So when it comes to surgery I don't have any qualms if it needs to be done. In fact, I'll race the surgeon to the operating room if it's something that will make me feel better. But I will NOT go thru surgery if there are other options!

My rhuematologist has said that my carpal tunnel syndrome is only partially caused by repetitive strain. (after decades of textile arts and computer keyboarding this would only be news if I *didn't* have some signs of CTS.) But the main contibuting factor to the CTS is that chronic myofascia pain syndrome causes "trigger points" in the muscles. Actually, these trigger points are cyst-type growths buried deep in the muscles caused by that psychotic auto-immune system deciding that parts of my muscles need to be killed off. (Like I needed more cysts! I had a doctor tell me once that I'm just lumpy. Great. Makes me sound like the 8th dwarf! I don't think that has nearly the prestige of being the 5th Beatle)

We established that there's quite a bit of nerve damage in my hands by way of a nerve conduction test---something akin to a Nazi torture device run by a neurologist that I dubbed "Redi Kilowatt". He said "The jolts will feel a little bit like the shock you get when you touch a doorknob after walking across carpet". Bullshit. It's not like it's unbearable or anything but when you have Graves disease or a neurological disease like fibromyalgia that makes all sensory input feel like you've been hit by a truck, getting jolted with electricity isn't as much fun as, oh say, dropping a sledge hammer on your big toe.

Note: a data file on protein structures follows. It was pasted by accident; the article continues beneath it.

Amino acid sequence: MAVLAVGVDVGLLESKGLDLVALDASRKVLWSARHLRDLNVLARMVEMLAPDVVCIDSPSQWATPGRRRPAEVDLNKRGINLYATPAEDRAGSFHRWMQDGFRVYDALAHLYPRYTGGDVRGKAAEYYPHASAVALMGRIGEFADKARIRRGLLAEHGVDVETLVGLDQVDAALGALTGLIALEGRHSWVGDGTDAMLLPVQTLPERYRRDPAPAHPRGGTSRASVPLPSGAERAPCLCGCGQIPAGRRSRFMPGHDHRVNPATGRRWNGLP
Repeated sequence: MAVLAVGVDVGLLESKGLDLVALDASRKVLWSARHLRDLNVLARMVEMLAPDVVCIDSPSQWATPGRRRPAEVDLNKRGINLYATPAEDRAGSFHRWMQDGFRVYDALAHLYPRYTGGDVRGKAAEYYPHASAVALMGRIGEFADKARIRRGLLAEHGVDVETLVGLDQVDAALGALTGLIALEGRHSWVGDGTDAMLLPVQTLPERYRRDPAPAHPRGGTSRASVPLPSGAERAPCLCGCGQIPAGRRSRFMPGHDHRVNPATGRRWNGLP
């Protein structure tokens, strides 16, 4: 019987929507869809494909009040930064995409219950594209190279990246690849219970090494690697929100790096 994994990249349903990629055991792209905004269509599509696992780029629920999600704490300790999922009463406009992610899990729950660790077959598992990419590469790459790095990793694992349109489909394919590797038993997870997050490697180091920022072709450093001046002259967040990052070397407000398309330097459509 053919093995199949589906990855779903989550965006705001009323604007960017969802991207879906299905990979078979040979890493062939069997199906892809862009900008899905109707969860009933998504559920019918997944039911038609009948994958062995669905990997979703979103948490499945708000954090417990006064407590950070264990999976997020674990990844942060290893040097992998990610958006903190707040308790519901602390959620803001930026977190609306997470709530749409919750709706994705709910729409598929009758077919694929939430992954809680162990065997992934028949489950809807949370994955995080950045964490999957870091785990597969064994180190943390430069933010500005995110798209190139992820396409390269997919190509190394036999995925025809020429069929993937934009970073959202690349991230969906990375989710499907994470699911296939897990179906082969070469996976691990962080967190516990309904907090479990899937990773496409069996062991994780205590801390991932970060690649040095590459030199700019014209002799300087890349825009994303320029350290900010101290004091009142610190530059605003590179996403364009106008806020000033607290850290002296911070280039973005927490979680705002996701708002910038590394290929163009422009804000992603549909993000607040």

Redi's diagnosis of nerve damage certainly explained why my hands keep going numb and why I keep dropping things. Both are extremely annoying and sometimes dangerous. (and you thought the sledge hammer reference was just coincidence!!) I've been wearing splints at night for over a year and have even gotten used to them. You learn within the first week not to get enthusiastic about scratching your nose in your sleep when you have hardware on your hands! The splints help a little but lately things have progressed quite a lot. My hands are numb most of the time and we're rapidly advancing into the realm of serious pain.